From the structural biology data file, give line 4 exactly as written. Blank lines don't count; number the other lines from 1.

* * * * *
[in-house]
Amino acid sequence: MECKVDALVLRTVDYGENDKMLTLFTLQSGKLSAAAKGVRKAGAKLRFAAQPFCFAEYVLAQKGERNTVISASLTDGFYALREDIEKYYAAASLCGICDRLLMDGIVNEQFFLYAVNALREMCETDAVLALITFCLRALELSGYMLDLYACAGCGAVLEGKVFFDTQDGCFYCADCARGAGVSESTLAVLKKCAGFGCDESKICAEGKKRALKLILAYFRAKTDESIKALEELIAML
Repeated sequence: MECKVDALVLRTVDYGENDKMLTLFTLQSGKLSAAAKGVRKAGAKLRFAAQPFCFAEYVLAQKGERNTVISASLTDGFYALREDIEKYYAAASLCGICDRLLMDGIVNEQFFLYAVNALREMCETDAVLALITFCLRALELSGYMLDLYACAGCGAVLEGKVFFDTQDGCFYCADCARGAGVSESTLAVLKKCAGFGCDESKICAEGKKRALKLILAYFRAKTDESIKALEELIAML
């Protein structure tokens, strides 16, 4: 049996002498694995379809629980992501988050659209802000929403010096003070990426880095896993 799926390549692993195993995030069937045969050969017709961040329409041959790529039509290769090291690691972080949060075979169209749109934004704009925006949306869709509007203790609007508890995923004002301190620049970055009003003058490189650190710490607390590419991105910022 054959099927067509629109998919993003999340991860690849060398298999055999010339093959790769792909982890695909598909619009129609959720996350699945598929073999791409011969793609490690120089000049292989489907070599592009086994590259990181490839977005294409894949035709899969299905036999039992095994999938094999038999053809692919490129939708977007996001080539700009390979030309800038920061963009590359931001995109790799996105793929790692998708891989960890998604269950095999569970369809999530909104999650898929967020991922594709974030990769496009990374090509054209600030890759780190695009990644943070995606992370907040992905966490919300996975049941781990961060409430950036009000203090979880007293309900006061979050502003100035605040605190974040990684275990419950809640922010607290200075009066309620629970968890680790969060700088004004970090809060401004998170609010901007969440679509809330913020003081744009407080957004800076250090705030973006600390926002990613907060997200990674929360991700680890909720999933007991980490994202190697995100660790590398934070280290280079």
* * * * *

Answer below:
């Protein structure tokens, strides 16, 4: 049996002498694995379809629980992501988050659209802000929403010096003070990426880095896993 799926390549692993195993995030069937045969050969017709961040329409041959790529039509290769090291690691972080949060075979169209749109934004704009925006949306869709509007203790609007508890995923004002301190620049970055009003003058490189650190710490607390590419991105910022 054959099927067509629109998919993003999340991860690849060398298999055999010339093959790769792909982890695909598909619009129609959720996350699945598929073999791409011969793609490690120089000049292989489907070599592009086994590259990181490839977005294409894949035709899969299905036999039992095994999938094999038999053809692919490129939708977007996001080539700009390979030309800038920061963009590359931001995109790799996105793929790692998708891989960890998604269950095999569970369809999530909104999650898929967020991922594709974030990769496009990374090509054209600030890759780190695009990644943070995606992370907040992905966490919300996975049941781990961060409430950036009000203090979880007293309900006061979050502003100035605040605190974040990684275990419950809640922010607290200075009066309620629970968890680790969060700088004004970090809060401004998170609010901007969440679509809330913020003081744009407080957004800076250090705030973006600390926002990613907060997200990674929360991700680890909720999933007991980490994202190697995100660790590398934070280290280079």